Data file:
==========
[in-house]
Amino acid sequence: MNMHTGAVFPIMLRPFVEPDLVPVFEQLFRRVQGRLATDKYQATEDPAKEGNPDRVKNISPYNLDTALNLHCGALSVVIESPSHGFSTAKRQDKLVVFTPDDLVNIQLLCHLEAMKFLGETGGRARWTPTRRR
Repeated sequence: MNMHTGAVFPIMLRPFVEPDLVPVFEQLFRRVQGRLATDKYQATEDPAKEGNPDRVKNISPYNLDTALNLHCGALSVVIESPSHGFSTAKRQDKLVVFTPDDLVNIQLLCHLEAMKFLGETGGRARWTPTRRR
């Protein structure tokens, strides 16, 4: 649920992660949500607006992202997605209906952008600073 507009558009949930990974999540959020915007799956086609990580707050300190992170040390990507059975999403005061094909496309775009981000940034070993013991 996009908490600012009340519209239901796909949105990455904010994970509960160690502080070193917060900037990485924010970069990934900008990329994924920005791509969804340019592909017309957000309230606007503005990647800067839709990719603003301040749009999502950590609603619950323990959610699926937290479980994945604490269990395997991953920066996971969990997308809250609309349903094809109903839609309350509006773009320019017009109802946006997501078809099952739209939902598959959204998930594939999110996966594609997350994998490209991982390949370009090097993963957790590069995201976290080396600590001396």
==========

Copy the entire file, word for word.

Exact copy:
[in-house]
Amino acid sequence: MNMHTGAVFPIMLRPFVEPDLVPVFEQLFRRVQGRLATDKYQATEDPAKEGNPDRVKNISPYNLDTALNLHCGALSVVIESPSHGFSTAKRQDKLVVFTPDDLVNIQLLCHLEAMKFLGETGGRARWTPTRRR
Repeated sequence: MNMHTGAVFPIMLRPFVEPDLVPVFEQLFRRVQGRLATDKYQATEDPAKEGNPDRVKNISPYNLDTALNLHCGALSVVIESPSHGFSTAKRQDKLVVFTPDDLVNIQLLCHLEAMKFLGETGGRARWTPTRRR
């Protein structure tokens, strides 16, 4: 649920992660949500607006992202997605209906952008600073 507009558009949930990974999540959020915007799956086609990580707050300190992170040390990507059975999403005061094909496309775009981000940034070993013991 996009908490600012009340519209239901796909949105990455904010994970509960160690502080070193917060900037990485924010970069990934900008990329994924920005791509969804340019592909017309957000309230606007503005990647800067839709990719603003301040749009999502950590609603619950323990959610699926937290479980994945604490269990395997991953920066996971969990997308809250609309349903094809109903839609309350509006773009320019017009109802946006997501078809099952739209939902598959959204998930594939999110996966594609997350994998490209991982390949370009090097993963957790590069995201976290080396600590001396």